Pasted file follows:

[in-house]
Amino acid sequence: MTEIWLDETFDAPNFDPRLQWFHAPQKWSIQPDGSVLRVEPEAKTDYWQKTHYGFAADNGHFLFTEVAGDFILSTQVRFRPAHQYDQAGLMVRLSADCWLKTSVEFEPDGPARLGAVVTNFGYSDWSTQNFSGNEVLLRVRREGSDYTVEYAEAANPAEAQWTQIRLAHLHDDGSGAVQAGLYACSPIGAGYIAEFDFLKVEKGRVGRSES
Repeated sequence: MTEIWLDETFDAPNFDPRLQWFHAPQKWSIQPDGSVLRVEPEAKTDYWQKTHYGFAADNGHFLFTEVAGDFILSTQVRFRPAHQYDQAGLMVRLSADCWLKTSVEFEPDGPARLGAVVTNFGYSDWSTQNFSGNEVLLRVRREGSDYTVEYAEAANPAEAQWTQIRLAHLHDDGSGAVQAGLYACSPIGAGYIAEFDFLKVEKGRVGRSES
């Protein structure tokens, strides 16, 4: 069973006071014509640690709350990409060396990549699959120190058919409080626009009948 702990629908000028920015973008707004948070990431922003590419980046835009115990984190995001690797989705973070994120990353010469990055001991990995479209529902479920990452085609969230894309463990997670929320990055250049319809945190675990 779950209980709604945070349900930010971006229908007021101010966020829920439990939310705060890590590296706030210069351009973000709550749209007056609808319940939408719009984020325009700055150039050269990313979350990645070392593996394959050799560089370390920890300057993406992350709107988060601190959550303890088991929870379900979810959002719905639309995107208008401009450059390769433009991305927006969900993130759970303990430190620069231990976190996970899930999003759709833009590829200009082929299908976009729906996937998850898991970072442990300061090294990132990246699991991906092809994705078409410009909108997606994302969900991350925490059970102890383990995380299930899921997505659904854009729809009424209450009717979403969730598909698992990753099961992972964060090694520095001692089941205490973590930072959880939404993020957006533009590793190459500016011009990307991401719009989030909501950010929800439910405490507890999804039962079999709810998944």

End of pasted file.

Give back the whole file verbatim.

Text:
[in-house]
Amino acid sequence: MTEIWLDETFDAPNFDPRLQWFHAPQKWSIQPDGSVLRVEPEAKTDYWQKTHYGFAADNGHFLFTEVAGDFILSTQVRFRPAHQYDQAGLMVRLSADCWLKTSVEFEPDGPARLGAVVTNFGYSDWSTQNFSGNEVLLRVRREGSDYTVEYAEAANPAEAQWTQIRLAHLHDDGSGAVQAGLYACSPIGAGYIAEFDFLKVEKGRVGRSES
Repeated sequence: MTEIWLDETFDAPNFDPRLQWFHAPQKWSIQPDGSVLRVEPEAKTDYWQKTHYGFAADNGHFLFTEVAGDFILSTQVRFRPAHQYDQAGLMVRLSADCWLKTSVEFEPDGPARLGAVVTNFGYSDWSTQNFSGNEVLLRVRREGSDYTVEYAEAANPAEAQWTQIRLAHLHDDGSGAVQAGLYACSPIGAGYIAEFDFLKVEKGRVGRSES
């Protein structure tokens, strides 16, 4: 069973006071014509640690709350990409060396990549699959120190058919409080626009009948 702990629908000028920015973008707004948070990431922003590419980046835009115990984190995001690797989705973070994120990353010469990055001991990995479209529902479920990452085609969230894309463990997670929320990055250049319809945190675990 779950209980709604945070349900930010971006229908007021101010966020829920439990939310705060890590590296706030210069351009973000709550749209007056609808319940939408719009984020325009700055150039050269990313979350990645070392593996394959050799560089370390920890300057993406992350709107988060601190959550303890088991929870379900979810959002719905639309995107208008401009450059390769433009991305927006969900993130759970303990430190620069231990976190996970899930999003759709833009590829200009082929299908976009729906996937998850898991970072442990300061090294990132990246699991991906092809994705078409410009909108997606994302969900991350925490059970102890383990995380299930899921997505659904854009729809009424209450009717979403969730598909698992990753099961992972964060090694520095001692089941205490973590930072959880939404993020957006533009590793190459500016011009990307991401719009989030909501950010929800439910405490507890999804039962079999709810998944």